From My Commonplace Book - 24

from "Wants"

by Grace Paley

I saw my ex-husband in the street. I was sitting on the steps of the new library.

Hello, my life, I said. We had once been married twenty-seven years, so I felt justified.

He said, What? What life? No life of mine.

I said, O.K. I don't argue when there's a real disagreement. I got up and went into the library to see how much I owed them.

The librarian said $32 even and you've owed it for eighteen years. I didn't deny anything. Because I don't understand how time passes. I have had those books. I have often thought of them. The library is only two blocks away.

My ex-husband followed me to the Books Returned desk. He interrupted the librarian, who had more to tell. In many ways, he said, as I look back, I attribute the dissolution of our marriage to the fact that you never invited the Bertrams to dinner.

That's possible, I said. But, really, if you remember: first, my father was sick that Friday, then the children were born, then I had those Tuesday-night meetings, then the war began. Then we didn't seem to know them anymore. But you're right. I should have had them to dinner.

I gave the librarian a check for $32. Immediately she trusted me, put my past behind me, wiped the record clean, which is what most municipal/state bureaucracies will not do,

I checked out the two Edith Wharton books I had just returned because I had read them a long time ago and they were more apropos now then ever. They were The House of Mirth and The Children, which is about how life in the United States in New York changed in twenty-seven years fifty years ago.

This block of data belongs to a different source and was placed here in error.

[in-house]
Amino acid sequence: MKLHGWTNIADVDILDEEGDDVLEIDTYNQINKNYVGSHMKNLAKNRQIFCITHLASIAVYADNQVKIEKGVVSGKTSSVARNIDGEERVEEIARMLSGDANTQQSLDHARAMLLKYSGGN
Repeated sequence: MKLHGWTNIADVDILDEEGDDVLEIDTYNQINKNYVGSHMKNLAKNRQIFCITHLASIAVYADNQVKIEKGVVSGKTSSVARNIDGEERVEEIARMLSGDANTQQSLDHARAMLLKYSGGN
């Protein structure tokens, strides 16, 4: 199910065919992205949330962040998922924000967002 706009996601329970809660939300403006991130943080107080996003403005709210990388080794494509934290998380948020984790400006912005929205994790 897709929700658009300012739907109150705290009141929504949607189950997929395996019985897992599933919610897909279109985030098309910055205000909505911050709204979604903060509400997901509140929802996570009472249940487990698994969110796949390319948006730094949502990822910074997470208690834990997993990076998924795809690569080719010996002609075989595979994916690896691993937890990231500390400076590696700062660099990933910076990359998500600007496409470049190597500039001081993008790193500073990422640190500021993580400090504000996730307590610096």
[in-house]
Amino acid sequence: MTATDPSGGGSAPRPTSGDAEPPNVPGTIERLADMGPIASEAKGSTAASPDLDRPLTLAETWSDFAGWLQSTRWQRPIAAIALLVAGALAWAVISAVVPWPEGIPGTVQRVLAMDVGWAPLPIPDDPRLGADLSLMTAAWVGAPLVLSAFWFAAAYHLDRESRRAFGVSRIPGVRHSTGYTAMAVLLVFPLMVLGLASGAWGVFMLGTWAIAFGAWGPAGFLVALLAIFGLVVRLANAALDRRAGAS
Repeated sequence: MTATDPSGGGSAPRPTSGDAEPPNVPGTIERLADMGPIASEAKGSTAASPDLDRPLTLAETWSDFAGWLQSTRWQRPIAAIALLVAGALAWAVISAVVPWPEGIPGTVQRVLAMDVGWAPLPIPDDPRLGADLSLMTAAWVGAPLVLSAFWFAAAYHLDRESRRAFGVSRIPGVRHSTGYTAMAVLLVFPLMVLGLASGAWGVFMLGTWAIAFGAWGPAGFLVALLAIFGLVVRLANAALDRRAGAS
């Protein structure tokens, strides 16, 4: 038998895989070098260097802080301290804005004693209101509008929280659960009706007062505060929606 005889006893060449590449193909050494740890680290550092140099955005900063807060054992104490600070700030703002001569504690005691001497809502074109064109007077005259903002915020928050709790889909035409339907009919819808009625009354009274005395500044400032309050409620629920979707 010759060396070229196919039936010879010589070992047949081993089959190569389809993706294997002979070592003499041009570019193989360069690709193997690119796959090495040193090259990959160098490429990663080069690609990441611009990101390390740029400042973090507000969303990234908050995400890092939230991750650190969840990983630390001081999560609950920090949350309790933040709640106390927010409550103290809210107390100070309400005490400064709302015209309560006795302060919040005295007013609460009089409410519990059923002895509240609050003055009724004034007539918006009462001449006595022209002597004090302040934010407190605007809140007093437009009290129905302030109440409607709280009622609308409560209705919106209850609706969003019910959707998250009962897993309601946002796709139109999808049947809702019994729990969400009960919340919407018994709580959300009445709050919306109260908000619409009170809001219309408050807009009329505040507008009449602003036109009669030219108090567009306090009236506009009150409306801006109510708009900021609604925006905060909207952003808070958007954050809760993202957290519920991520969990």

A nice thing I do remember is breakfast, my ex-husband said. I was surprised. All we ever had was coffee. Then I remembered there was a hole in the back of the kitchen closet which opened into the apartment next door. There, they always ate sugar-cured smoked bacon. It gave a us a grand feeling about breakfast, but we never got stuffed and sluggish.

These are the opening paragraphs of what is a very short story. "Wants" can be found in Grace Paley's The Collected Stories.


Thank you very much Merry for more Grace Paley - just made me laugh - so matter of fact and the second hand bacon aromas making breakfast a feast delightful and Bertrams to dinner (or lack of) the suspected cause of the split - great humour of a very special sort.
Thanks, Enid, for your comment, which made me smile. I'm glad you enjoyed Grace Paley's sense of humor.
May I add the poignancy too - the passage is titled "Wants" despite the humour she brings.

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